Some fine examples of rock glaciers live in Colorado, including this glacier on the slope of Mount Sopris in the Elk Mountains, in the western part of the state. The Advanced Spaceborne Thermal Emission and Reflection Radiometer (ASTER) on NASA’s Terra satellite acquired this image on July 8, 2006. This is a false-color image that mimics photo-like, natural color. Green indicates vegetation, dark blue indicates water, gray indicates bare rock, and white indicates ice or snow. Shaped vaguely like an amphitheatre but stretched out like putty, the rock glacier stretches off the northeast slope of Mount Sopris’s east summit. Not far from the glacier’s tip is lush-looking vegetation. Off the east edge of the glacier are some small bodies of water. The flow rate for rock glaciers can vary, depending on each glacier’s composition, underlying slope, and local weather conditions. In Colorado, the flow rates of rock glaciers range from less than 20 centimeters (8 inches) to more than 61 centimeters (24 inches) per year.
NASA image created by Jesse Allen, Earth Observatory, using data provided courtesy of the NASA/GSFC/MITI/ERSDAC/JAROS, and U.S./Japan ASTER Science Team.
Mars Reconnaissance Orbiter Successfully Concludes Aerobraking August 30, 2006Posted by jtintle in Planets, Space Fotos.
Tags: Dan Johnston, Mars, Mars Reconnaissance Orbiter (MRO), NASA
Nearly six months after it entered orbit, Mars Reconnaissance Orbiter has concluded its aerobraking phase. The spacecraft had been dipping in and out of the red planet’s atmosphere to adjust its orbit. On August 30, 2006, during its 445th orbit, the spacecraft fired its intermediate thrusters to raise the low point of its orbit and stop dipping into the atmosphere. The six-minute engine burn began at 10:36 a.m. (PST), altering the spacecraft’s course so that its periapsis (the closest it comes to the planet) is about 210 kilometers (130 miles) above the planet, well above the atmosphere.
“Aerobraking has changed the course of the spacecraft from just over 35 hours per orbit to just under two hours per orbit and it has saved us roughly 600 kilograms of fuel,” said Dan Johnston, Mars Reconnaissance Orbiter Deputy Mission Manager. “Getting out of aerobraking was a phenomenal moment and everyone on the flight teams has done a fantastic job to get us where we need to be for science acquisition.”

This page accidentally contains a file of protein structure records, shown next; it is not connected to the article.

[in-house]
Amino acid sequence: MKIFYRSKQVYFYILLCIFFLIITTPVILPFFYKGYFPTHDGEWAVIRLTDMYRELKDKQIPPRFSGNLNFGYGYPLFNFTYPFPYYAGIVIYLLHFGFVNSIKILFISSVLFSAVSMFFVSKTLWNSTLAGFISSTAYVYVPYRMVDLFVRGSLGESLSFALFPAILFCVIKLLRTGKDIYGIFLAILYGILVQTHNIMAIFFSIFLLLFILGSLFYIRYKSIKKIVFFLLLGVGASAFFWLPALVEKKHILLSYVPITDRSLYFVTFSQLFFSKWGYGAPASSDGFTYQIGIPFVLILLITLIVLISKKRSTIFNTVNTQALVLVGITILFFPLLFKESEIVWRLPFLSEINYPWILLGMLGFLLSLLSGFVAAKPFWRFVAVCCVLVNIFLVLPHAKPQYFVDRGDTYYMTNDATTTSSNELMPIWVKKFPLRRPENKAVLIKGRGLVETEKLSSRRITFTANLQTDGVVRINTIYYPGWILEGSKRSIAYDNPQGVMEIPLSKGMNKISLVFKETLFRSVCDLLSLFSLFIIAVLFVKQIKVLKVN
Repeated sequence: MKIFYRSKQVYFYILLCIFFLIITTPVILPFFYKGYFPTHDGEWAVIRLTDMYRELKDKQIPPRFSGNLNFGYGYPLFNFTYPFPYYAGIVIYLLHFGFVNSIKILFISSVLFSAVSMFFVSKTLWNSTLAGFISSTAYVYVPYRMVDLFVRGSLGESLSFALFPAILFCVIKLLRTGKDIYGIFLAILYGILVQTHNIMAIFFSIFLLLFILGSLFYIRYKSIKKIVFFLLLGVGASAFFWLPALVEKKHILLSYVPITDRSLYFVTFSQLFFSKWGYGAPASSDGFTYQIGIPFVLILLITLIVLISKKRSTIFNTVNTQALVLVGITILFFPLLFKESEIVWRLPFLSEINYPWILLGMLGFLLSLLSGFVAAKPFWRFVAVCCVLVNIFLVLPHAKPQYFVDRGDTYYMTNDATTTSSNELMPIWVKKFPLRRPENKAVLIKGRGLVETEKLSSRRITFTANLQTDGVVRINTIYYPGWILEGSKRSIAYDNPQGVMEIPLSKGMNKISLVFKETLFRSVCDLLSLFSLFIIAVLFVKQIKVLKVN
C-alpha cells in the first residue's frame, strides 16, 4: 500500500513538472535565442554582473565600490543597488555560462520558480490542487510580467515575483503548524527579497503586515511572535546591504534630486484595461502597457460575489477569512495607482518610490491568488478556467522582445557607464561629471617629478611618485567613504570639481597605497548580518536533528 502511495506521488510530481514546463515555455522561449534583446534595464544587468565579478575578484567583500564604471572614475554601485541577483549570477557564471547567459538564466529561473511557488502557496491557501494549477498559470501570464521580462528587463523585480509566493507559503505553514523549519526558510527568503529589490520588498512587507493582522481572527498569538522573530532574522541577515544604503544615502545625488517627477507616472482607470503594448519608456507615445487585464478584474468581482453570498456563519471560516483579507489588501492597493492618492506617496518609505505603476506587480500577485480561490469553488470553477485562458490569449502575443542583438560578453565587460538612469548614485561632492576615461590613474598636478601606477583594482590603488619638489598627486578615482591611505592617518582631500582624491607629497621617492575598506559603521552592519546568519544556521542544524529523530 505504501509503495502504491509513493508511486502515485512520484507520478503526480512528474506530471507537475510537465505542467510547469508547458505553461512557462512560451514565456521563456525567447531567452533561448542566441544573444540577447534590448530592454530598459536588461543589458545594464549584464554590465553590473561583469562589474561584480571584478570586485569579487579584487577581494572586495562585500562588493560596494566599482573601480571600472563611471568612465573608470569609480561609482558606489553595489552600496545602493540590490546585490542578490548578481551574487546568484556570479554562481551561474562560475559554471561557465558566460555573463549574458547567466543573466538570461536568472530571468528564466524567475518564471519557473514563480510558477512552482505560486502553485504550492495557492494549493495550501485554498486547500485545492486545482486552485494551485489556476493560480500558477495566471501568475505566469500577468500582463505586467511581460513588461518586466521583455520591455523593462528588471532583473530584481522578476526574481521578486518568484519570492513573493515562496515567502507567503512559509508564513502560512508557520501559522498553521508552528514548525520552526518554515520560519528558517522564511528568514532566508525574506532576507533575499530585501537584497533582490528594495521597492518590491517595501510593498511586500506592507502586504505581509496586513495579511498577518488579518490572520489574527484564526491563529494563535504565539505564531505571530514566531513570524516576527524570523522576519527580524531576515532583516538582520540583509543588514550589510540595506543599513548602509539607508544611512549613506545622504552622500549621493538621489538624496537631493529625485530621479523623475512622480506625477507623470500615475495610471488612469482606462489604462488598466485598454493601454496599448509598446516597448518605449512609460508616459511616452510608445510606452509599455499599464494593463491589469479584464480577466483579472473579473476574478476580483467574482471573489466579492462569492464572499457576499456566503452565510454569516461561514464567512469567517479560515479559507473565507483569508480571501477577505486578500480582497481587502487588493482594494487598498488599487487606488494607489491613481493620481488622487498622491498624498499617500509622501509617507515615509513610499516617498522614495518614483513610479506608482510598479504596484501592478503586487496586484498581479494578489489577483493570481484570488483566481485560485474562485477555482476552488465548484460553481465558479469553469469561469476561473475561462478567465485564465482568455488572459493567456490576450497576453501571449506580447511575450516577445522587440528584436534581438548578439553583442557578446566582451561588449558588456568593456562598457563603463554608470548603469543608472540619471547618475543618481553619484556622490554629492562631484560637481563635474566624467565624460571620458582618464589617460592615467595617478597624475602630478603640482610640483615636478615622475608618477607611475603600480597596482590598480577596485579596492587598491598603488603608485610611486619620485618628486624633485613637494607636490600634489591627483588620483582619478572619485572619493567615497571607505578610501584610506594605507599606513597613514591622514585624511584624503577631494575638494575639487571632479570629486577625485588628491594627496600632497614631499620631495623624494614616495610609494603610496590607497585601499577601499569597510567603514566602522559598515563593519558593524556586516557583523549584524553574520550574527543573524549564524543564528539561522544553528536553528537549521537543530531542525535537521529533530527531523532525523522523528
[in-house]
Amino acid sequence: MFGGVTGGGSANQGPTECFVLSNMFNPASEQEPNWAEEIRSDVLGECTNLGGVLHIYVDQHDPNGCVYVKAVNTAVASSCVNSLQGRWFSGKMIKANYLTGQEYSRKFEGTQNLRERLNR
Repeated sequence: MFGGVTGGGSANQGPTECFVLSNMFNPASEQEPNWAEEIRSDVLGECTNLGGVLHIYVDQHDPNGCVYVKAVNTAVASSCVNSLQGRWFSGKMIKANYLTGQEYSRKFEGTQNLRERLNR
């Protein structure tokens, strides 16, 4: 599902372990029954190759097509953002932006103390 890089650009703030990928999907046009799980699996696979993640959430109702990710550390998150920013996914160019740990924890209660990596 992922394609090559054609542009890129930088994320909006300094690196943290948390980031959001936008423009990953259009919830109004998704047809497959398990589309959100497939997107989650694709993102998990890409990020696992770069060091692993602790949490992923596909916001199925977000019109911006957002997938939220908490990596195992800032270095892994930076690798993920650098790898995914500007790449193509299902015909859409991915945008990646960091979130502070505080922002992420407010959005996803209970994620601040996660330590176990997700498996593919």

The next step for the spacecraft will be two additional orbit adjustments to put the orbiter in the ideal path to begin gathering the most detailed scientific data yet from the red planet. The mission’s main science observations are scheduled to begin in November, after a period of transitional deployments and tests, then three weeks of intermittent communications while Mars passes nearly behind the sun.
Mississippi Meanders August 30, 2006Posted by jtintle in Planets, Space Fotos.
Tags: Earth, Landsat, Minnesota, Mississippi River, Robert Simmon, UMD Global Land Cover Facility, United States, US Army Corps of Engineers
Map courtesy the US Army Corps of Engineers, Landsat image by Robert Simmon, based on data from the UMD Global Land Cover Facility.
As it winds from Minnesota to the Gulf of Mexico, the Mississippi River is in constant flux. Fast water carries sediment while slow water deposits it. Soft riverbanks are continuously eroded. Floods occasionally spread across the wide, shallow valley that flanks the river, and new channels are left behind when the water recedes. This history of change is recorded in the Geological Investigation of the Alluvial Valley of the Lower Mississippi River, published by the Army Corps of Engineers in 1944.
This map of an area just north of the Atchafalaya River shows a slice of the complex history of the Mississippi. The modern river course is superimposed on channels from 1880 (green), 1820 (red), and 1765 (blue). Even earlier, prehistoric channels underlie the more recent patterns. An oxbow lake—a crescent of water left behind when a meander (bend in the river) closes itself off—remains from 1785. A satellite image from 1999 shows the current course of the river and the old oxbow lake. Despite modern human-made changes to the landscape, traces of the past remain, with roads and fields following the contours of past channels.
In the twentieth century, the rate of change on the Mississippi slowed. Levees now prevent the river from jumping its banks so often. The levees protect towns, farms, and roads near the banks of the river and maintain established shipping routes and ports in the Gulf of Mexico. The human engineering of the lower Mississippi has been so extensive that a natural migration of the Mississippi delta from its present location to the Atchafalaya River to the west was halted in the early 1960s by an Army Corps of Engineers project known as the Old River Control Structure (visible in the full-size Landsat image).
The delta switching has occurred every 1,000 years or so in the past. As sediment accumulates in the main channel, the elevation increases, and the channel becomes more shallow and meandering. Eventually the river finds a shorter, steeper descent to the Gulf. In the 1950s, engineers noticed that the river’s present channel was on the verge of shifting westward to the Atchafalaya River, which would have become the new route to the Gulf. Because of the industry and other development that depended on the present river course, the U.S. Congress authorized the construction of the Old River Control Structure to prevent the shift from happening